For example, he said, Unifi is moving to an "n-tier'' architecture, which lets the user configure the system an infinite number of ways, as opposed to the simple two-tier (client/database) or three-tier (client/database/server) architectures.

The final leg of the tripod is DataLink, Fiserv's servicing system. One of its key advantages, the company says, is that entry of information into its database is real-time. When the user punches in some piece of data -- for example, that Joe Borrower's September payment has been received -- the database is updated immediately.

That contrasts to most servicing systems, which still use batch processing, in which the database is updated overnight with all the new information that was entered the previous day.

Real-time processing makes a big difference. "If someone's calling and they want to know whether their payment has been posted, you want minimal delay," said Joseph T. McCartin, chief information officer of Fleet Mortgage Group, Columbia, S.C., Datalink's biggest client.

Real-time data will become especially important as servicers develop customer-service Web sites, Mr. McCartin said.

Sometimes borrowers will call with questions that require research and cannot be answered immediately. Again, real-time data processing benefits customer service: the rep can key in the research request, and the item will be in the work queue of the responsible employee "within milliseconds," said Tom Matthews, a senior vice president at Datalink. "In a batch processing environment, you have to wait until the next business day to know you have anything to do."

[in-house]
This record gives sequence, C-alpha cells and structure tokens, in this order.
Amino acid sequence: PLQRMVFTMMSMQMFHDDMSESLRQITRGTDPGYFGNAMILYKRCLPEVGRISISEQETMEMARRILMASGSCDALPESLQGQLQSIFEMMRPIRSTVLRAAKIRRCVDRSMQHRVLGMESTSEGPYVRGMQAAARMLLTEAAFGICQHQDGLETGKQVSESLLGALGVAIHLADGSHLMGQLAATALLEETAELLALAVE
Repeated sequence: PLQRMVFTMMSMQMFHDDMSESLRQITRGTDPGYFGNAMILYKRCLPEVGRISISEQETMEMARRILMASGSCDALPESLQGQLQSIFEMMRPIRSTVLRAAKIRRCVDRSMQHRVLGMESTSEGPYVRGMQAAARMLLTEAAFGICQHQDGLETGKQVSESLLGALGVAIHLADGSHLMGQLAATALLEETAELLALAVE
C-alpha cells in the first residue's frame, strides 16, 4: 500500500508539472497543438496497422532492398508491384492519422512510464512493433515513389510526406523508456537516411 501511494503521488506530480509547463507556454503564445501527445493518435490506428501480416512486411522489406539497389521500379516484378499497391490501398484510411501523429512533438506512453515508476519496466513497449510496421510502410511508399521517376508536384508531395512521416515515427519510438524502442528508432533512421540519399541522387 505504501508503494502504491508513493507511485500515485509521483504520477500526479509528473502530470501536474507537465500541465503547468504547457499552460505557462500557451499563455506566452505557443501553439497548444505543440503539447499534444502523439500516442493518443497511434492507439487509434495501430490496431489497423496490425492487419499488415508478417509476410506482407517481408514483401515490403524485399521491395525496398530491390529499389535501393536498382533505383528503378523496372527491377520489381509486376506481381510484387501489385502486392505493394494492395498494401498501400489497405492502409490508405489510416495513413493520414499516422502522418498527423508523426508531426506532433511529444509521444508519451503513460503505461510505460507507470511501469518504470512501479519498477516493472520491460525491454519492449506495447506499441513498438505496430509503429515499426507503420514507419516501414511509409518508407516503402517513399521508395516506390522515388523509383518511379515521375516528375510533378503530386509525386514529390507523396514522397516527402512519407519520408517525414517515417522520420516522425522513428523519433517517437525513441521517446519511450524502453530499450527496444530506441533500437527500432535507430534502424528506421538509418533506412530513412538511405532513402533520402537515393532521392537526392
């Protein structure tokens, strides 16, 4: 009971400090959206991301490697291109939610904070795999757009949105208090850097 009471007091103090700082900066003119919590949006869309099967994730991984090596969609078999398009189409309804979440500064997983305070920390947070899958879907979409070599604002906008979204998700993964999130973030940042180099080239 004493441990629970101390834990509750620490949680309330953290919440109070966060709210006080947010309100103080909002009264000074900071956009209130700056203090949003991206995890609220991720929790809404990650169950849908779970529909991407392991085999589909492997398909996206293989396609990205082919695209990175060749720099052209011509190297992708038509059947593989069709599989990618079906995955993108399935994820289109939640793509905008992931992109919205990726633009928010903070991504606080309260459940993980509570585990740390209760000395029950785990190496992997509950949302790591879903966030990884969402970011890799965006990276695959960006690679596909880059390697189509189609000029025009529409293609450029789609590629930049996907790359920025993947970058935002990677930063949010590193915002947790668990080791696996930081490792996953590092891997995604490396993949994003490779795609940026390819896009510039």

Datalink's work flow program is "exception-based,'' said Mr. Matthews. As information is entered into the system, it is subjected to tests and edits. If something appears odd -- for example, a payment is late or less than the minimum -- the system flags the item and puts it into a special work queue.

It helps servicers to have a system that can pinpoint such irregularities for them, Mr. Matthews said, so they do not waste their time looking at information that has passed the tests and edits. "You want to focus on things that drive up servicing costs."

To aid servicers in their efforts to retain customers who refinance, Datalink offers an add-on product called Mortgage Call, which can manage outbound telemarketing and cross-selling campaigns and the handling of inbound customer inquiries by telephone and through the Web. Mortgage Call provides telemarketers and customer-service reps with scripts and directions.

Another major initiative at Datalink is InformEnt, a data warehouse program that can gather information about a borrower from various sources and analyze it to predict the borrower's propensity to buy other financial goods or services.

InformEnt's built-in artificial intelligence can tell the servicer that a certain borrower might be apt to take out a home equity line of credit if the borrower's children are about to reach college age. Such information can be fed from InformEnt to Mortgage Call.

Fleet uses InformEnt, finding it easily compatible with other Fiserv products such as Datalink.

Indeed, integration of its different business units is a key strategy for the entire company's future, said Mr. Lebowitz at SSP.

"In the past, the mortgage company was managed in isolation to the rest of the company," the consultant said. But now "the manager of the mortgage business in encouraged to cross-sell other capabilities throughout Fiserv. When they get good at it, it will allow them to increase revenue per account, and make the mortgage business more profitable and get more attention from the parent than it has in the past."

James W. Milligan, president of Alltel Information Services, Jacksonville, Fla., said, "I have high regard for them as a competitor. I expect to see them in any market situation we get involved in."